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Supreme Court reserves order on Manish Sisodia's bail plea in Delhi liquor scam

The Supreme Court reserved its order on Manish Sisodia's bail plea in connection with the Delhi liquor policy scam case.

Reported By : Bhaskar Mishra Edited By : Ashesh Mallick
New Delhi
Updated on: October 17, 2023 15:41 IST
Manish Sisodia, AAP
Image Source : PTI AAP leader Manish Sisodia

The Supreme Court on Tuesday (October 17) reserved its order on the bail plea filed by Aam Aadmi Party leader and former Delhi Deputy Chief Minister Manish Sisodia in connection with the Delhi liquor policy scam case.

A bench of Justices Sanjiv Khanna and SVN Bhatti reserved its verdict on two separate bail petitions by Sisodia after hearing his counsel Abhishek Singhvi and Additional Solicitor General SV Raju, appearing for the CBI and ED.

Sisodia was arrested in the excise policy cases being investigated by Central Bureau of Investigation (CBI) and  Enforcement Directorate (ED) earlier this year.

SC pulls up probe agencies

The Supreme Court on Monday (October 16) pulled up CBI and ED saying they cannot keep Sisodia in jail for an "indefinite period" in the excise policy cases.

The top court asked Additional Solicitor General SV Raju, appearing for the two probe agencies, when will the arguments on charges against AAP leader commence in the trial court.

Making a strong observation, the bench said "You cannot keep him behind (bars) for an indefinite period. You cannot keep him behind like this. Once a chargesheet is filed in a case, arguments on charge should commence immediately." 

The Additional Solicitor General told the bench the cases against Sisodia are at the stage of section 207 of CrPC (supply of documents to the accused) and after that the arguments on charge will commence.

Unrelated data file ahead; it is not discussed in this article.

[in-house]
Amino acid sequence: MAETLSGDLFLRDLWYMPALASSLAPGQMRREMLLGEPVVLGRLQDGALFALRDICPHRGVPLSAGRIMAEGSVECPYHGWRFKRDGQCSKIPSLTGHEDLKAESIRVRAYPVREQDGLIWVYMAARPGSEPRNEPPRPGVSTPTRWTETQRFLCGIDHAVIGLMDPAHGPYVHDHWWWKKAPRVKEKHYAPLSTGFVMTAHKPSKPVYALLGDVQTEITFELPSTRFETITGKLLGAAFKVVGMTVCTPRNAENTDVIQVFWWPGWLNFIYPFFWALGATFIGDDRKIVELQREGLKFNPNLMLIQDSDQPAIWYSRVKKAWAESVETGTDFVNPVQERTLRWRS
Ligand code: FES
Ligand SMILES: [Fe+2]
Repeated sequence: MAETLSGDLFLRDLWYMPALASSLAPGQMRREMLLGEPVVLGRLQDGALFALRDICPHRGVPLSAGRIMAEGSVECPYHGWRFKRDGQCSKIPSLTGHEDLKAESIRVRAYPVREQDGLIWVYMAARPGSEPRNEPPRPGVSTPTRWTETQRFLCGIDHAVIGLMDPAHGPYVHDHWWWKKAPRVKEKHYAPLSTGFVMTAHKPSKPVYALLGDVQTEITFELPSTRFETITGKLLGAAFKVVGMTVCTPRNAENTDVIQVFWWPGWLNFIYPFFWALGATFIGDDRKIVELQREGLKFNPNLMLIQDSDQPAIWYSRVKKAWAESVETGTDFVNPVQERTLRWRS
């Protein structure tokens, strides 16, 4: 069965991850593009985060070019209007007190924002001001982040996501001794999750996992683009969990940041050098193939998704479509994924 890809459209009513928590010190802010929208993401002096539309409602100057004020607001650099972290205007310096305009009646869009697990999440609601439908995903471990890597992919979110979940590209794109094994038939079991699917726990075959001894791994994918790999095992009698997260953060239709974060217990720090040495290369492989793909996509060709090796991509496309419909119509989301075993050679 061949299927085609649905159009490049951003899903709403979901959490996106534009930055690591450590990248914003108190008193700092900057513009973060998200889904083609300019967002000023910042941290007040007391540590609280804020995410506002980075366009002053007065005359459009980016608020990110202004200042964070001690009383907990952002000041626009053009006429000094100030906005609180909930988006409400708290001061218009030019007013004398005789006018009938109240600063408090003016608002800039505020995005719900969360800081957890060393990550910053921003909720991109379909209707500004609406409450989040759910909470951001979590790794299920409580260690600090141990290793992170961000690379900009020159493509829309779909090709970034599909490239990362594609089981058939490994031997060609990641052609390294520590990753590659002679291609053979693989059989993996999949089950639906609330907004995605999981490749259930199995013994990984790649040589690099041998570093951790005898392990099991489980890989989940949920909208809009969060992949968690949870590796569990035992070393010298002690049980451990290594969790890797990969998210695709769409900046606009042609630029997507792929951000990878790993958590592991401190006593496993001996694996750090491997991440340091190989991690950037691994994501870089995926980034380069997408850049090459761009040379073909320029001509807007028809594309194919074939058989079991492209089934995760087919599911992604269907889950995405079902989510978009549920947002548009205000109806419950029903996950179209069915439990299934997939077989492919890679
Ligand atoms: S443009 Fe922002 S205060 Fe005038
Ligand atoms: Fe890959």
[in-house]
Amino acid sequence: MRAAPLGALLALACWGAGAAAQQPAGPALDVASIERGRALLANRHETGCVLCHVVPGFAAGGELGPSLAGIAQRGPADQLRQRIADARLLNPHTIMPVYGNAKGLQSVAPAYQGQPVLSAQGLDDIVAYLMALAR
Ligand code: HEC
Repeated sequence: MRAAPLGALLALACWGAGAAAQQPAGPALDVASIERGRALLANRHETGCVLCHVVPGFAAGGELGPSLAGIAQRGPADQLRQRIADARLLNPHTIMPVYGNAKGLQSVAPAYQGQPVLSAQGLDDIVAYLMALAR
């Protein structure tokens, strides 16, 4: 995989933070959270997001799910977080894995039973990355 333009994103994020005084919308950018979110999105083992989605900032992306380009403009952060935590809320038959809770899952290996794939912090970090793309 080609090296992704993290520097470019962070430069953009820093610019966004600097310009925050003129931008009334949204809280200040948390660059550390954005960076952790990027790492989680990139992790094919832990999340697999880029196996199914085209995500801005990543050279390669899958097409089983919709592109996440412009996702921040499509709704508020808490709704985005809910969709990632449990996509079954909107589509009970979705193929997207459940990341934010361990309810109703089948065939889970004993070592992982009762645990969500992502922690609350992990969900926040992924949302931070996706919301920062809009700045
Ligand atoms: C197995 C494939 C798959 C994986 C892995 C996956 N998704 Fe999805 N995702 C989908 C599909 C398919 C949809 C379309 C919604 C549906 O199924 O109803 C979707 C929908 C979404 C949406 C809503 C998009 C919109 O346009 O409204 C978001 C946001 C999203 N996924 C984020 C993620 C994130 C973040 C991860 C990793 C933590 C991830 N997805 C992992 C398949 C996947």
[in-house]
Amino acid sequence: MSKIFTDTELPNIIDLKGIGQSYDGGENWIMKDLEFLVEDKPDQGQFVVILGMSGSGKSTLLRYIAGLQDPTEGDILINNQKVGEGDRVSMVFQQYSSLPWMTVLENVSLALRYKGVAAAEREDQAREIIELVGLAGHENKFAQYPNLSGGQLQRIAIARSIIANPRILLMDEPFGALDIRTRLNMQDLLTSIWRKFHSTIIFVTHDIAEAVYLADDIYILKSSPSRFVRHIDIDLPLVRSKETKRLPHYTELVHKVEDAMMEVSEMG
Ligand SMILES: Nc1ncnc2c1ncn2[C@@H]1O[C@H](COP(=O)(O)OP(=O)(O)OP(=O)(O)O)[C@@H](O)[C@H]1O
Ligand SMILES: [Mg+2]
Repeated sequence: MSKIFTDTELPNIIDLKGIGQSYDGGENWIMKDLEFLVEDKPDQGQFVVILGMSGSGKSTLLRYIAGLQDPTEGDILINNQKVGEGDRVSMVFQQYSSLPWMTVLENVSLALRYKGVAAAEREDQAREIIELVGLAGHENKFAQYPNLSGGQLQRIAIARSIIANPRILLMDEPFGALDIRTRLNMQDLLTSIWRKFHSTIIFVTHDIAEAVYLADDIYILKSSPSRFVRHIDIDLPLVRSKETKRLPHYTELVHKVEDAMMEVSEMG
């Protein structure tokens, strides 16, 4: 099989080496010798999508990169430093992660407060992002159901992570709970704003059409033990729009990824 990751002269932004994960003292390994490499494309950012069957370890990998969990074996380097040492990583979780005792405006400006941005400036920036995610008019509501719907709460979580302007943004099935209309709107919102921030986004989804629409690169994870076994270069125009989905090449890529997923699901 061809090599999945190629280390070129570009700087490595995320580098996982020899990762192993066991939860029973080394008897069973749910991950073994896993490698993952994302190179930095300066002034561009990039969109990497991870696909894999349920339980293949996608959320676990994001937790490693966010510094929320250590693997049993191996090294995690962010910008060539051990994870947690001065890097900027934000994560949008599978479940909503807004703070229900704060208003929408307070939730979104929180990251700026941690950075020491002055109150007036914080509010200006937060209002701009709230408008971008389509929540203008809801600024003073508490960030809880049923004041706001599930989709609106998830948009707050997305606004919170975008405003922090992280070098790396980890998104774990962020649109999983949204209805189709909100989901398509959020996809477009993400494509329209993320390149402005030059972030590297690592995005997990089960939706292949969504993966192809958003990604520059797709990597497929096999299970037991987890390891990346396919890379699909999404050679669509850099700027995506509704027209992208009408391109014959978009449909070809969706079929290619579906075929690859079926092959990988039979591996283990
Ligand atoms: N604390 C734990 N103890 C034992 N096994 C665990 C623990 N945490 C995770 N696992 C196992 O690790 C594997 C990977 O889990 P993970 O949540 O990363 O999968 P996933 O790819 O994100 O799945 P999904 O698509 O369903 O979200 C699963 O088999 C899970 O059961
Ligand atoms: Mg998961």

"Why have the arguments on charge not yet commenced and when will they commence? Tell us by tomorrow (Tuesday)," Justice Khanna told Raju.

Raju argues

During the hour-long hearing, Raju said if a person of the rank of deputy chief minister and holding 18 portfolios, including that of the excise department, accepts bribe then a proper example needs to be set.

"Just have a look at the role of this person. The consumers have been deprived of their money due to the policy changes. There are WhatsApp chats and other communications to show conspiracy of money laundering," Raju said while summarising his arguments on why Sisodia should not be granted bail.

Raju claimed there was sufficient material to show the offence of money laundering and to buttress the allegation of Sisodia having tampered with evidence by destroying his mobile phones, grounds that are sufficient for denial of bail.

"There was also an instance of arm-twisting where a wholesaler was forced to give up his licence while a firm was given the licence despite not qualifying the criteria," he said.

Raju referred to the statement of Delhi businessman Dinesh Arora, an accused-turned-approver, and claimed he had told the probe agencies about the bribes Sisodia took.

"He (Arora) has stated in his statement why he had not mentioned earlier about the role of Sisodia and has said that he was afraid that he will be harmed," the ASG said.

The bench asked whether prior approval has been taken to prosecute Sisodia under section 17A of the Prevention of Corruption Act to which Raju replied in the affirmative.

Section 17A stipulates a mandatory requirement for a police officer to seek prior approval from the competent authority for conducting any enquiry or inquiry or investigation into any offence alleged to have been committed by a public servant under the Prevention of Corruption Act (PC Act).

Raju alleged the new excise policy encouraged cartelisation and was designed in such a manner that consumers ended up paying more.

What happened in previous hearings?

On October 5, the top court had posed a volley of questions to the CBI and the ED about the Delhi excise policy 'scam' and asked the anti-money laundering agency how a case was made out against Sisodia.

The top court had said merely because some lobby or pressure groups had sought a certain policy change does not imply there was corruption or commission of crime unless an element of bribery was involved.

Sisodia was arrested by the CBI on February 26 for his alleged role in the 'scam'. He has been in custody since then. The ED arrested him in a money laundering case stemming from the CBI FIR on March 9 after questioning him in Tihar Jail. Sisodia resigned from the Delhi cabinet on February 28.

The high court had denied him bail in the CBI case on May 30, saying having been the deputy chief minister and excise minister, he is a "high-profile" person who has the potential to influence the witnesses.

On July 3, the high court had declined him bail in the money laundering case linked to alleged irregularities in the city government's excise policy, holding that the charges against him are "very serious in nature".

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